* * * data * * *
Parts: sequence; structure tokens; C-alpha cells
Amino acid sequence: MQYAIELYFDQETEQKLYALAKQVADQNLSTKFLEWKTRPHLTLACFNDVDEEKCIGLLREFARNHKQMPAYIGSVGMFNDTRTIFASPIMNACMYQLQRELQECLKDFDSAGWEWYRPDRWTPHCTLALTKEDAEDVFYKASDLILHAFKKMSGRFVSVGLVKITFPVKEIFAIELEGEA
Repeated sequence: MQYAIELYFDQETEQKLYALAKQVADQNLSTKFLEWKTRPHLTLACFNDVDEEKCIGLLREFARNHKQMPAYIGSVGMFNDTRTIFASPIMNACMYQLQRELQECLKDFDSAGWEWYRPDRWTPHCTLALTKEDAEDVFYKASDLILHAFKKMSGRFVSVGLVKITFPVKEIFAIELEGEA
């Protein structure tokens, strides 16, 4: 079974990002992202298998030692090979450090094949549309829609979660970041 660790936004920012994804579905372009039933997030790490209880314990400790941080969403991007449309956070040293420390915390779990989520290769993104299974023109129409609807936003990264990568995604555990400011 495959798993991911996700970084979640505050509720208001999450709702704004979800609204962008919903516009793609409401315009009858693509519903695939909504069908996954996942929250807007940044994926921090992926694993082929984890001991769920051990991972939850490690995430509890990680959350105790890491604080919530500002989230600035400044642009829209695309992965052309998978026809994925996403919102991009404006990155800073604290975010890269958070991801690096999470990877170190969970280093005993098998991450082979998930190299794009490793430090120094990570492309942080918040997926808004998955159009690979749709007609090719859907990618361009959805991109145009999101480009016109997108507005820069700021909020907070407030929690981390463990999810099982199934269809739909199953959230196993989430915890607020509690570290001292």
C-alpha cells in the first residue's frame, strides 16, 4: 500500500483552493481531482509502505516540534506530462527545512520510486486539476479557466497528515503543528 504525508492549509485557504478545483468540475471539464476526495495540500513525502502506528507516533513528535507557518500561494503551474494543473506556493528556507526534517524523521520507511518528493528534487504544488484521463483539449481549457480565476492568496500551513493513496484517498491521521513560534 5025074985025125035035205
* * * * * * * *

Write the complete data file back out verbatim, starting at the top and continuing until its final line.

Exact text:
Parts: sequence; structure tokens; C-alpha cells
Amino acid sequence: MQYAIELYFDQETEQKLYALAKQVADQNLSTKFLEWKTRPHLTLACFNDVDEEKCIGLLREFARNHKQMPAYIGSVGMFNDTRTIFASPIMNACMYQLQRELQECLKDFDSAGWEWYRPDRWTPHCTLALTKEDAEDVFYKASDLILHAFKKMSGRFVSVGLVKITFPVKEIFAIELEGEA
Repeated sequence: MQYAIELYFDQETEQKLYALAKQVADQNLSTKFLEWKTRPHLTLACFNDVDEEKCIGLLREFARNHKQMPAYIGSVGMFNDTRTIFASPIMNACMYQLQRELQECLKDFDSAGWEWYRPDRWTPHCTLALTKEDAEDVFYKASDLILHAFKKMSGRFVSVGLVKITFPVKEIFAIELEGEA
């Protein structure tokens, strides 16, 4: 079974990002992202298998030692090979450090094949549309829609979660970041 660790936004920012994804579905372009039933997030790490209880314990400790941080969403991007449309956070040293420390915390779990989520290769993104299974023109129409609807936003990264990568995604555990400011 495959798993991911996700970084979640505050509720208001999450709702704004979800609204962008919903516009793609409401315009009858693509519903695939909504069908996954996942929250807007940044994926921090992926694993082929984890001991769920051990991972939850490690995430509890990680959350105790890491604080919530500002989230600035400044642009829209695309992965052309998978026809994925996403919102991009404006990155800073604290975010890269958070991801690096999470990877170190969970280093005993098998991450082979998930190299794009490793430090120094990570492309942080918040997926808004998955159009690979749709007609090719859907990618361009959805991109145009999101480009016109997108507005820069700021909020907070407030929690981390463990999810099982199934269809739909199953959230196993989430915890607020509690570290001292």
C-alpha cells in the first residue's frame, strides 16, 4: 500500500483552493481531482509502505516540534506530462527545512520510486486539476479557466497528515503543528 504525508492549509485557504478545483468540475471539464476526495495540500513525502502506528507516533513528535507557518500561494503551474494543473506556493528556507526534517524523521520507511518528493528534487504544488484521463483539449481549457480565476492568496500551513493513496484517498491521521513560534 5025074985025125035035205